Trash or Treasure: Those who call it home |

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Trash or Treasure: Those who call it home

Summit Daily/Kristin Skvorc

SUMMIT COUNTY Like most trailer parks in the county, Farmers Korner is a place of stark juxtapositions. Half way down its gravel driveway on a recent afternoon, a fearsome looking bulldog was barking at a determined, but debarked little spaniel. Around the corner of the driveway, a shiny champagne-colored SUV was parked across from a run-down van called The Shagon Wagon. One trailer close by was adorned with iridescent glass butterflies. Another boasted a National Rifle Association beacon.The people here are just as polarized: young and old, white and Latino, happy and not-so-happy. Suzie Way, who lives at lot C-9, is one of the white ones, a middle-aged woman with brown hair and a no-messing-around attitude that frequently cracks into broad grins.I dont like my neighbors five inches from my bathroom window, so this works for me, she said, pointing at the ample space between her trailer and the next. And I cant see paying $200,000 for a condo. That to me is ridiculous.So she settles for a lot rent of $530 a month at Farmers Korner, which includes utilities and sewer charges. The fact that Summit, her home of 25 years, has become too commercialized, overpriced and filled with poorly built stack shacks bothers her, but the physical reality of residing here doesnt seem to.They try to make the park as nice as they can, family-oriented, she said. (The owners) work with everyone with the upkeep of yards. And there was a party for all the residents this weekend. An afternoon barbecue and all-night party. It was pretty good.Way was seated in a wooden chair in front of her trailer, looking east. Across the gravel driveway, at lot C-14, a man in blue-jean overalls was perched on a wooden stool, looking west. His voice was marked by a Midwestern twang, and he spoke slowly, as if he were shell-shocked.Its trailer trash, he said when asked of the community at Farmers Korner. Sure you might have a friend or two here, but people have a tendency to do whatever they want. People playing stereos real loud this boom, boom, boom crap. People burning trash in their wood burning stove. People driving fast down the main road.The man, John Martin, stood from his stool and cast a disapproving glare at two kids next door who were firing rocks with a slingshot.This is still the Wild West, he said. Anything goes.Way and Martin are just two of the many trailer park residents interviewed for this series in the past two months. Rarely have any of them spoken of their living situation in exultant terms. Rather, they say, Its alright, It aint bad, You make do with what you got. Its OK, said Rae Downie, a 66-year-old who has lived at Farmers Korner for 12 years. I would much rather have a house, but you know, this is my home. So I enjoy it.Well, its a first experience for us living in a trailer because we dont live in these things in Jamaica, said Claudette Davis, a recent arrival from Jamaica who has lived in Swan Meadow Village for three months. When using the washer/dryer, you can feel the whole place vibrate.My house (in Mexico) was better, said Ivan Cesar Muis, a resident of Cottonwood Court Mobile Home Park in Silverthorne, but I dont want to pay $1,000 rent for the same here, so this one is small but fine.The amount they save by living in a trailer varies. The trailer park on Granite Street in Frisco, for instance, is owned by the Colorado Department of Transportation, and most of the workers living there pay only $100 a month in lot rent. That figure rises to $500 a month at D&D Mobile Home Park in Silverthorne and to $695 at Kingdom Park Court, the trailer park located next to the Breckenridge Recreation Center. Tack on utilities that can soar up to $300 a month in the dead of winter, and monthly fees still arent cheap. But theyre certainly cheaper than most elsewhere.It really, really provides affordable housing, said Lori Cutunilli, owner of Farmers Korner. I truly think its the only affordable housing in the county.Often times in the past, that affordability has attracted a less-than-desirable crowd into their resident pool. In the late 1990s, the now-demolished River Bar West Trailer Park in Silverthorne was a hotbed for drug use and domestic violence.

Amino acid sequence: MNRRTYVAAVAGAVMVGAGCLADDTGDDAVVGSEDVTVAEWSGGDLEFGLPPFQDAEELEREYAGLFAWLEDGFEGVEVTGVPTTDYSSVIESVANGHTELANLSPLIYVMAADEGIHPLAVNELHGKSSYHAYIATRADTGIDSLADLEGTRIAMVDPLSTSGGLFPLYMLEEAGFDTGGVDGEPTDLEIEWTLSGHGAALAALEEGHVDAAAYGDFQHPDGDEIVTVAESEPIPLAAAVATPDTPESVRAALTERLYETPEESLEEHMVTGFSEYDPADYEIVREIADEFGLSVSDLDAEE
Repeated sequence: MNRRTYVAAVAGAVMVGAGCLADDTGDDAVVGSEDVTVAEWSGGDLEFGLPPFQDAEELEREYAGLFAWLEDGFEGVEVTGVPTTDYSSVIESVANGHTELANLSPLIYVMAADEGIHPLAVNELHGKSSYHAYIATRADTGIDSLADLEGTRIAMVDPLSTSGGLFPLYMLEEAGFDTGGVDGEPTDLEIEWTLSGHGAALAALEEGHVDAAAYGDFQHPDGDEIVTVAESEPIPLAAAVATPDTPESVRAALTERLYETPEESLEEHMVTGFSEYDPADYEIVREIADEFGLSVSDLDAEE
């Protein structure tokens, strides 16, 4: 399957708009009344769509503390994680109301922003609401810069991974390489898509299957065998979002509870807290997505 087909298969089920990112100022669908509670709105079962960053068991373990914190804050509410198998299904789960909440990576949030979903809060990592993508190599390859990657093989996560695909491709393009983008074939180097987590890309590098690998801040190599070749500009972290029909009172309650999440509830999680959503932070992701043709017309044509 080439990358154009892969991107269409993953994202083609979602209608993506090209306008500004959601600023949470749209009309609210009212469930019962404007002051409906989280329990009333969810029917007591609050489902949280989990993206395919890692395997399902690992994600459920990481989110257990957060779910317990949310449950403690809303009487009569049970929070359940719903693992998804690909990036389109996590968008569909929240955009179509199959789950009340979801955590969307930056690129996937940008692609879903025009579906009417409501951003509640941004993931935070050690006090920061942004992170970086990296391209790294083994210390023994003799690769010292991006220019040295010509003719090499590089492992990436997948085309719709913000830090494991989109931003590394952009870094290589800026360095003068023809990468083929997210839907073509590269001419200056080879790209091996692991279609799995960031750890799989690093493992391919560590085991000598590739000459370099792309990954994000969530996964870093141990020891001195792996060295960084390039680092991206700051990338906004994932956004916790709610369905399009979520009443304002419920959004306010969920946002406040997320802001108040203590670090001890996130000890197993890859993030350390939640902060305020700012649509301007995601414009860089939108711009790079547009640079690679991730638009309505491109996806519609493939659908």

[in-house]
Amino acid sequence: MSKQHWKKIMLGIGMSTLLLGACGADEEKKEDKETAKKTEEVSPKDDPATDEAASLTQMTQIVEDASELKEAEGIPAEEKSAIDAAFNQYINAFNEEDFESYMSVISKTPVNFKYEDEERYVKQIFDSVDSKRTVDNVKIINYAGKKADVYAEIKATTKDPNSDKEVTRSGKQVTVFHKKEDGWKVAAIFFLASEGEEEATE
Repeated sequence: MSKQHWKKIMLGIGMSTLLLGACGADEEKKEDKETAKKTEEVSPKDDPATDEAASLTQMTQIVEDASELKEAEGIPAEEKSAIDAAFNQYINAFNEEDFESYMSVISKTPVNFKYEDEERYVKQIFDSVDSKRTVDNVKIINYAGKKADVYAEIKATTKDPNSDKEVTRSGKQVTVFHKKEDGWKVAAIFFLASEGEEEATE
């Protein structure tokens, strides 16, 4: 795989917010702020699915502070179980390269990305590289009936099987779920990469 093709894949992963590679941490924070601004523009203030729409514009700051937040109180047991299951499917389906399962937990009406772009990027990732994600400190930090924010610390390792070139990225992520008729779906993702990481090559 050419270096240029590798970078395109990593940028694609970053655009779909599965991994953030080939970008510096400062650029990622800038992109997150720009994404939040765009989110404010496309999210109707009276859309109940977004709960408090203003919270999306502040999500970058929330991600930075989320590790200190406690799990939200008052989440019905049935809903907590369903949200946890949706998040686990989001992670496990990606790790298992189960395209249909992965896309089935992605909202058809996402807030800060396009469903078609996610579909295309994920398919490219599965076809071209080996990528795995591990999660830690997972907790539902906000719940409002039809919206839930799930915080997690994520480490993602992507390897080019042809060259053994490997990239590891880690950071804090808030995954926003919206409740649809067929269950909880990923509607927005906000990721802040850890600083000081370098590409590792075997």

At the Silverthorne Police Department, we called it The Combat Zone, said Sheriff John Minor. We had drug dealers shooting out the lights with pellet guns so it would be dark at night in the trailer park. And we were averaging two serious felony crimes against persons per month.River Bar West was sold and subsequently turned into Target in 2000, but Minor said there are still occasional problems with drug dealing and domestic violence at trailer parks today. Two of the 34 Summit County residents arrested by the Drug Enforcement Agency in May 2006 lived in trailer parks one at Peak 8 and one at Kingdom Park Court. Then again, Minor was quick to add that while most residents of trailer parks in Summit arent rich, the vast majority of them arent degenerates or drug dealers, either. For some, trailer parks are merely the most affordable housing option in a county they love but can barely afford. For others, theyre an opportunity to save now and buy into more permanent housing later. Julio Mora is the immigrant integration coordinator for the Family and Intercultural Resource Center. He is also the High Country Soccer outreach coordinator for the Latino community. The 29-year-old spent his first two years in Summit living at Farmers Korner Trailer Park with his mother, Juana Mora, who still resides there.A large percent of the trailer park (population) in Summit is Latino, probably 70 to 80 percent, he said. And for most of them, the goal is permanent housing. At least everyone I know, its just to get started, to own something and then move on to purchase a piece of land.That worked for Mora, who lives with his wife and two baby girls in a duplex in Frisco, but for many others, the goal has yet to come to fruition which means that for now, life in a trailer park will continue.I just hope that we can keep (the trailer parks) going, because when they say that theyre building all these condos, that theyre for affordable housing, I just dont see it, said Peggy Pruitt, a longtime resident of Farmers Korner. Because Ive been up here for so long, when I walk down Frisco Main Street and see the condos just shooting up, I think its just really sad. I think that if we could have more affordable housing, OK. But for me, this park is as affordable as I can get.Andrew Tolve can be reached at